With 16 years of broadcast experience and 14 years handling live events, Emilie Barta has taken a leadership role in the rapidly evolving world of hybrid events.
Barta has been hosting webcasts since 2001, and in 2005 when the economy began to limp and planners looked to virtual events as a cost-cutting measure, she began working to make hybrid events productive—even enjoyable—for virtual attendees, she has never looked back.
She defines a “hybrid” event as when a physical and virtual event happen simultaneously and allow the audience of both to participate equally.
Barta pioneered the role of a “virtual emcee,” where she serves as a translator to foster communication between planners, vendors, producers and consultants during the planning stages, and guides virtual attendees through the actual event.
Attendees at a live conference can whisper to their neighbor or ask questions when they are confused, but, alas, participants sitting in front of their computer have no one to turn to, so Barta, in essense acts as their conduit.
She will chat with the attendees online or talk to them directly via a dedicated camera, explaining delays, communicating instructions and making their voices heard.
According to Barta, the goal of hybrid events is to extend the experience to the audience unable to attend. When done well, they can create an engaging digital atmosphere and add depth to an event.
“Live streaming can create buzz for events and organizations and be a great tool to increase awareness. It offers a low-risk way for potential members to test the waters and get insight,” says John Pollard, event services program director for Sonic Foundry’s MediaSite branch.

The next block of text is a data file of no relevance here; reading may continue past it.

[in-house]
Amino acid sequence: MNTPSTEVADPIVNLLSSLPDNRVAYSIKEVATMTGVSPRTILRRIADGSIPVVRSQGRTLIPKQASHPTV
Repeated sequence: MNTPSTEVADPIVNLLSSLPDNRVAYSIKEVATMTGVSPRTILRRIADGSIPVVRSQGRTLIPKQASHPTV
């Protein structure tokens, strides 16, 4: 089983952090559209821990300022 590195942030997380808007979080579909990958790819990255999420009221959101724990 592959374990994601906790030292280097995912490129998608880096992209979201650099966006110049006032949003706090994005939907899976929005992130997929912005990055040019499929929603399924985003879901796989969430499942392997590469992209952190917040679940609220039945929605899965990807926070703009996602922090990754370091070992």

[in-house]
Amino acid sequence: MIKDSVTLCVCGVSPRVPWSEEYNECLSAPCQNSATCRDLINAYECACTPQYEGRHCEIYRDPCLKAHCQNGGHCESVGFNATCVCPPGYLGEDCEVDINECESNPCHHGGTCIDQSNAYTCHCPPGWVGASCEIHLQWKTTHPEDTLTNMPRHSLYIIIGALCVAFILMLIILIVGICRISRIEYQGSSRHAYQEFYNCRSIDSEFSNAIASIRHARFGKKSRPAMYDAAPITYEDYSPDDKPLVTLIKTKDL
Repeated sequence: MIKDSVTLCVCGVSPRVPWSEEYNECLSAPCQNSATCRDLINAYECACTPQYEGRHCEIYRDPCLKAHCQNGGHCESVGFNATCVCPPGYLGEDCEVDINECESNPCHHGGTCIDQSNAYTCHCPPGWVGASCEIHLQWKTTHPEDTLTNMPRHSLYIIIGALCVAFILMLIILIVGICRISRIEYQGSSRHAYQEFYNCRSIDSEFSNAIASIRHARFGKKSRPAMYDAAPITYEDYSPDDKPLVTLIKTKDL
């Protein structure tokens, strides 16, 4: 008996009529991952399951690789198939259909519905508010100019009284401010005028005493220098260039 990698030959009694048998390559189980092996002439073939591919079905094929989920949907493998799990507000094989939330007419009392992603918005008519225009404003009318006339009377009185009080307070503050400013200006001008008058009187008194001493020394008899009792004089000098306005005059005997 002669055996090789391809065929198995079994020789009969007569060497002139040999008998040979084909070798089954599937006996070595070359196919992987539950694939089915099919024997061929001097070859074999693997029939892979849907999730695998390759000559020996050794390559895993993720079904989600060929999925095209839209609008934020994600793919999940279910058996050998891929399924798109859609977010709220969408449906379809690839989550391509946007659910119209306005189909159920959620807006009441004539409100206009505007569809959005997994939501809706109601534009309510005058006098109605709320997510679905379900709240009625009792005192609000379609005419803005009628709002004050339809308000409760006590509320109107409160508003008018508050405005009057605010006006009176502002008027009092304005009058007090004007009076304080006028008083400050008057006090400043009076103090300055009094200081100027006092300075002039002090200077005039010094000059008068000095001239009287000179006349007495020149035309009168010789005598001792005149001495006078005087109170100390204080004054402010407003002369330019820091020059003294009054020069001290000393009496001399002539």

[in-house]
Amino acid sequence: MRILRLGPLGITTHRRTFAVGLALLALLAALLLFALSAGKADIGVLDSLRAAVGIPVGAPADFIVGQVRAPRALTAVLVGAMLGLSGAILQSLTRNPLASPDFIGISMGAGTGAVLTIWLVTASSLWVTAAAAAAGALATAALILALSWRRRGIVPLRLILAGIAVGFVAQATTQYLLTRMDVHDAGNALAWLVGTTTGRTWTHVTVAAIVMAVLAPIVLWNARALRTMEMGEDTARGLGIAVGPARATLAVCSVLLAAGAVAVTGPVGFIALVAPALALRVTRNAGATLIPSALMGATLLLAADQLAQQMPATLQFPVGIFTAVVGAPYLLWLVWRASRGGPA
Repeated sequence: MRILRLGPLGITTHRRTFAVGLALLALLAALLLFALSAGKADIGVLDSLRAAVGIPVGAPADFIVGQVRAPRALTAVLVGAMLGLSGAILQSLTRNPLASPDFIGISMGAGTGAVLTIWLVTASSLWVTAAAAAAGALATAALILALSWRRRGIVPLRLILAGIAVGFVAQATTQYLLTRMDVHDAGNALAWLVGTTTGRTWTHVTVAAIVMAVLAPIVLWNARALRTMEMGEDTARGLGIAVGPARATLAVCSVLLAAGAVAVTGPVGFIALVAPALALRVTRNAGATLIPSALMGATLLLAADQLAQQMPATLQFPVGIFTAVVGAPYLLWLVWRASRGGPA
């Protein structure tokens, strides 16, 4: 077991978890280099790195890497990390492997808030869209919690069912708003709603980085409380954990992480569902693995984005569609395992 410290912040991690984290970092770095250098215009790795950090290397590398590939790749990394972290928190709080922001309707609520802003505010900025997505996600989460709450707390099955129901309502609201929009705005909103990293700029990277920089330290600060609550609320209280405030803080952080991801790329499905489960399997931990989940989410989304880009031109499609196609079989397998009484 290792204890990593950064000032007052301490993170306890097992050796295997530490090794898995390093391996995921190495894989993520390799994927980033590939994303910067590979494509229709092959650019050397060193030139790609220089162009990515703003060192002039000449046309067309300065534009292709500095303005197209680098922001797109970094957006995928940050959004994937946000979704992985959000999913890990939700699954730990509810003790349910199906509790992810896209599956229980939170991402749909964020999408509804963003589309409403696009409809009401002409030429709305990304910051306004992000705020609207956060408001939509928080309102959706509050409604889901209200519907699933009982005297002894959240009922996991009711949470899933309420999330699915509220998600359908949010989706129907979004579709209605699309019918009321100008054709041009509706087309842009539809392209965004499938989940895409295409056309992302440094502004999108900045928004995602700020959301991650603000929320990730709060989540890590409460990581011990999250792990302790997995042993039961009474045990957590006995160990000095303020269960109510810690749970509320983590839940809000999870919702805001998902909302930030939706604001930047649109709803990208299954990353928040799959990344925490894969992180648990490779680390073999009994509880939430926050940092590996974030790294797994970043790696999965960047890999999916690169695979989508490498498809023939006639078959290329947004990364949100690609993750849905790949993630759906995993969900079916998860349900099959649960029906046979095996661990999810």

MediaSite is a leading webcasting company, offering live streaming, hybrid event support and analytics.
Planners often fear that hybrid meetings will create more work or cannibalize in-person attendance, and Pollard concedes that it does add a long list of considerations, “but the payoffs are absolutely tremendous,” he says. “When executed well, it can be a powerful tool to increase revenue, attendance and satisfaction of both live and virtual attendees.”
When planning a hybrid event in a convention center, Barta outlines numerous considerations that will set a professional tone.
The list includes space (Is there room to set up an area for the virtual emcee to work from?); electricity (Are there enough outlets nearby?); video composition (Will the background color make the subject stand out or disappear? Are there debris or empty storage bins in the frame?); and, of course, connectivity (Free Wi-Fi is essential to interaction between the live and virtual audiences.).
Looking to the Future
“There are a lot of poorly constructed hybrid events that are created without thought to the virtual audience, and one bad experience can cause people to tune out and write off virtual events in the future,” Barta says. “My hope is that in the future, conference organizers and planners will develop their virtual components from the beginning and not as an afterthought,” she says.
Multimedia content gleamed from hybrid events can also be utilized in blogs, newsletters and via social media channels.
But despite the massive potential of digital technology and hybridization, it’s important to start with manageable changes.
“It’s still a relatively new thing, and there are always growing pains,” Pollard says. “Unless you have a huge budget, it makes sense to step into it simply and add complexity as you learn.”